Monday, May 29, 2006
Just got back from a short trip to Goa.
This was not my first trip. probably not my last one either. But this was a trip made after 31 years, my last visit here being at the end of 1975.
Notwithstanding warnings from folks decrying this choice of time of travel, Goa being very hot, this being peak of the Off-season etc etc, flights to Goa were completely packed. With mostly Indians. Lots of children .
Despite Goa being touted as a destination of choice that draws German charter flights like a Goan to his feni, the airport in Goa remains an unassuming type. No aerobridges, tunnels etc. You get off the plane and sort of trudge into an enclosure which quickly leads you outside the airport, without endless corridors with endless signs . No one looks at you with suspicion as you pull your lugguage (the current style elsewhere being, treat travellers in an Guilty-until-proven-innocent manner, all in the name of security.).
You have a choice of prepaid taxis to take you to your destination, ours being Panjim. Immediately outside the airport, you see the moderate intercity traffic, and spying buses trundling in the distance and true to our middle class values, we do a fast trudge with our bags to the main road and back. The buses are decently crowded with folks who are NOT on holiday, and going about their work with baskets and stuff, and since we do a lot of push-push-shove-shove-squeeeeze-through-to-the-exit-stuff in mumbai, we decide to treat ourselves to a taxi in Goa, and pretend we are on a five star vacation. Turns out this was to be one of the two taxi rides we took in our entire 5 day stay....
Goa to me, earlier was a bunch of cities interspersed in a wealth of small villages dotted with greenery. The earlier lack of multistoreyed dwellings was admirable. The biggest difference this time was there are no well defined village boundaries any more. There seems to be some sort of boom in ex-village construction. Some of the older mangalore-tiled houses with intricate trelisses and bowers of greenery leaning over imposing entrances have given way to cement-concrete monstrocities. Some unavoidable things like industrial areas have come up, but they still try and blend in with the surroundings, moderating their external display, so-to-speak. Earlier, 25 years ago, as you entered the main village area, you saw a nice football field , a church and temple, where you read announcements of impending matches with a visiting village team from elsewhere; folks landed up to cheer their team, to be followed by a goodwill feni session post match, possibly with a great meal.
Today, what really strikes you is the number of houses in the village with doors locked from outside. My friend from Goa, who we met after 25 years , tells us that this doesnt necessarily mean that people have migrated ; it also could mean, that someone is out for shopping etc, and IT IS NO LONGER SAFE TO LEAVE YOUR HOUSE UNLOCKED IF YOU ARE STEPPING OUT FOR A WHILE. The possibility of people from the countryside going to work in Panjim also cannot be denied, given the developement of educational institutions over the years , and the transport infrastructure. (We in Mumbai , who travel 80 kms daily , packed liked sardines , simply to go to work, cannot really say a thing. Travelling to work in Goa is a very civilsed affair. Buses are generally going from point A to Z, and anyone along the way , at any point, stops the bus anywhere and gets on it. You politely wave, the driver politely stops, the conductor shouts out the area names while leaning from the steps, just to introduce some excitement, and "transport" happens....).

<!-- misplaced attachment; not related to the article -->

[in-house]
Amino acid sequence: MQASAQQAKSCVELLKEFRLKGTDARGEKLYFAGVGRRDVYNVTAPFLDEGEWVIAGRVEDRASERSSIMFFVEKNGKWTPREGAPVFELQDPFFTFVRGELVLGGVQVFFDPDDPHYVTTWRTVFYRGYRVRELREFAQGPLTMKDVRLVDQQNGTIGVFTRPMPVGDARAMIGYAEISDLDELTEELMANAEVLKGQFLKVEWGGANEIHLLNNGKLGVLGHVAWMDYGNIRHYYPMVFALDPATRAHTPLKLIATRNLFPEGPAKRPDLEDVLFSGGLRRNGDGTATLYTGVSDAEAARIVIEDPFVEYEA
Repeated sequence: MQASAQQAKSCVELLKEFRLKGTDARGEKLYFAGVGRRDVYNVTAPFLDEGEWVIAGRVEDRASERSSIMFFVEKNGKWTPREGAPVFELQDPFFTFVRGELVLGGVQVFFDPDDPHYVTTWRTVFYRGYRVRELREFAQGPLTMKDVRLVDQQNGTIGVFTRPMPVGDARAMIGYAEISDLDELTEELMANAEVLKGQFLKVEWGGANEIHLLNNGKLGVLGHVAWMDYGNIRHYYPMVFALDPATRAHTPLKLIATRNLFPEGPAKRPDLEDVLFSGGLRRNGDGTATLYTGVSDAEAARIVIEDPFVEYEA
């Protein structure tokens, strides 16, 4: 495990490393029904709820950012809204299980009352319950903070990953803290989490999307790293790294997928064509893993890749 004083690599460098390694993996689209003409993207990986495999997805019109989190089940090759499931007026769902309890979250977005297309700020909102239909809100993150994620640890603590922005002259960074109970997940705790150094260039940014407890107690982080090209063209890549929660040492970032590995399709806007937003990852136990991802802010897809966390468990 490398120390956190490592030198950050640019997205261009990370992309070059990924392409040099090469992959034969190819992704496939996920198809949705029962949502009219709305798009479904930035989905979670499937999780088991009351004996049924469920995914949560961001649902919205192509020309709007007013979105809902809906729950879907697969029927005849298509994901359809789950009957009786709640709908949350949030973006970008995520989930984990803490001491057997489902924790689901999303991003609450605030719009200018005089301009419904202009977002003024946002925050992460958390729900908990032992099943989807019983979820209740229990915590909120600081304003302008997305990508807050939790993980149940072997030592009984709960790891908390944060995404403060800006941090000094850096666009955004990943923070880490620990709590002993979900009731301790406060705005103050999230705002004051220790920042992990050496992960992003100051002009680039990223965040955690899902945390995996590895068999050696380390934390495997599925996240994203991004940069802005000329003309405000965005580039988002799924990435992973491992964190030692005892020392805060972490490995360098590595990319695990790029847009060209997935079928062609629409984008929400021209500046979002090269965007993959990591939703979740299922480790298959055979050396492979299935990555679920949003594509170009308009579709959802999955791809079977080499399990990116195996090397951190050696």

Roads in Goa are wonderful. Mostly 2 lane highways, sorry, roads. I dont recall seeing single speed limit sign during my entire stay. Everyone drives as fast as they want. Our taxi driver did a 1 hour drive in 35 minutes flat. The approved thing is to overtake huge vehicles at great speed. The only time you cannot do that is when a motorcycle with a pillion rider is simultaneously trying to overtake you at the same time, irrespective of the width of the road. I didnt experience a single pot hole . Goa has a climate similar to Mumbai. Yes, i know the density of traffic in Mumbai is huge. But here in Mumbai potholes are a way of life. Goa is dotted with new roundabouts where traffic gracefully swirls around before getting into a frenzied acceleration, and i admire this effort by the government to temper as well as beautify in one shot.
Given the 25 years that elapsed after my previous visit, one thing that reassures me is the effort being put , in maintaining the greenery in Goa. Goa is still lush with mangroves, trees, and i suppose individual riches are still counted in terms of how much land you have and how many mango, cashew and coconut trees crown it. You notice "houses nestled amongst trees" as opposed to trees decorating the house. Which is how it was, and how it should be.
Goa tourism tries to do a commendable job running various tours. The communication interface when you call from out of state is good. Relevant information, quick information, someone has some great ideas about how websites can be usefully planned.
The problem starts in "real-time."